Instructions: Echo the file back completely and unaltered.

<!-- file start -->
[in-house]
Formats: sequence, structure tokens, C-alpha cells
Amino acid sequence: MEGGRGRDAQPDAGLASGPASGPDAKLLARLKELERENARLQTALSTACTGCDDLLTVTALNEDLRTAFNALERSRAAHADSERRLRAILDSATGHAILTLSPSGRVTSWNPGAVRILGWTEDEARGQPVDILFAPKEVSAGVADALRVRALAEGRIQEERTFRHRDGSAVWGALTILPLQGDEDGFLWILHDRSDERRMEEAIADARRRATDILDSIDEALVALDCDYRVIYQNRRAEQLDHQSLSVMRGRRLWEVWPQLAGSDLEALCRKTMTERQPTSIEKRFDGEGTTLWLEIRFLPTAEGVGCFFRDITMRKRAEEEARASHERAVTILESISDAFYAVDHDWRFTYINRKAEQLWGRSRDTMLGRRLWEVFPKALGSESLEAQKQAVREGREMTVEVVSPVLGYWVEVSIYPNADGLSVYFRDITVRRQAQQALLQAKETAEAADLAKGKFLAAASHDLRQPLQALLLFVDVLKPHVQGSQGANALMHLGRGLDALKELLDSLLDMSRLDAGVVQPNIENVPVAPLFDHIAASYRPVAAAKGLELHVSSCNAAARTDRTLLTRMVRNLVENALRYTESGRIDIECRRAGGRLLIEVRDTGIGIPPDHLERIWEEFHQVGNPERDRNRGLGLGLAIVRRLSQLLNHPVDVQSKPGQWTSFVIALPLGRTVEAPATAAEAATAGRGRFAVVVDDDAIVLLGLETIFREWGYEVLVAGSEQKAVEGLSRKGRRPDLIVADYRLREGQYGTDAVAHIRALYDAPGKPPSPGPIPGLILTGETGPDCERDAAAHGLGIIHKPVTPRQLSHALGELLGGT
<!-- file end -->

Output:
[in-house]
Formats: sequence, structure tokens, C-alpha cells
Amino acid sequence: MEGGRGRDAQPDAGLASGPASGPDAKLLARLKELERENARLQTALSTACTGCDDLLTVTALNEDLRTAFNALERSRAAHADSERRLRAILDSATGHAILTLSPSGRVTSWNPGAVRILGWTEDEARGQPVDILFAPKEVSAGVADALRVRALAEGRIQEERTFRHRDGSAVWGALTILPLQGDEDGFLWILHDRSDERRMEEAIADARRRATDILDSIDEALVALDCDYRVIYQNRRAEQLDHQSLSVMRGRRLWEVWPQLAGSDLEALCRKTMTERQPTSIEKRFDGEGTTLWLEIRFLPTAEGVGCFFRDITMRKRAEEEARASHERAVTILESISDAFYAVDHDWRFTYINRKAEQLWGRSRDTMLGRRLWEVFPKALGSESLEAQKQAVREGREMTVEVVSPVLGYWVEVSIYPNADGLSVYFRDITVRRQAQQALLQAKETAEAADLAKGKFLAAASHDLRQPLQALLLFVDVLKPHVQGSQGANALMHLGRGLDALKELLDSLLDMSRLDAGVVQPNIENVPVAPLFDHIAASYRPVAAAKGLELHVSSCNAAARTDRTLLTRMVRNLVENALRYTESGRIDIECRRAGGRLLIEVRDTGIGIPPDHLERIWEEFHQVGNPERDRNRGLGLGLAIVRRLSQLLNHPVDVQSKPGQWTSFVIALPLGRTVEAPATAAEAATAGRGRFAVVVDDDAIVLLGLETIFREWGYEVLVAGSEQKAVEGLSRKGRRPDLIVADYRLREGQYGTDAVAHIRALYDAPGKPPSPGPIPGLILTGETGPDCERDAAAHGLGIIHKPVTPRQLSHALGELLGGT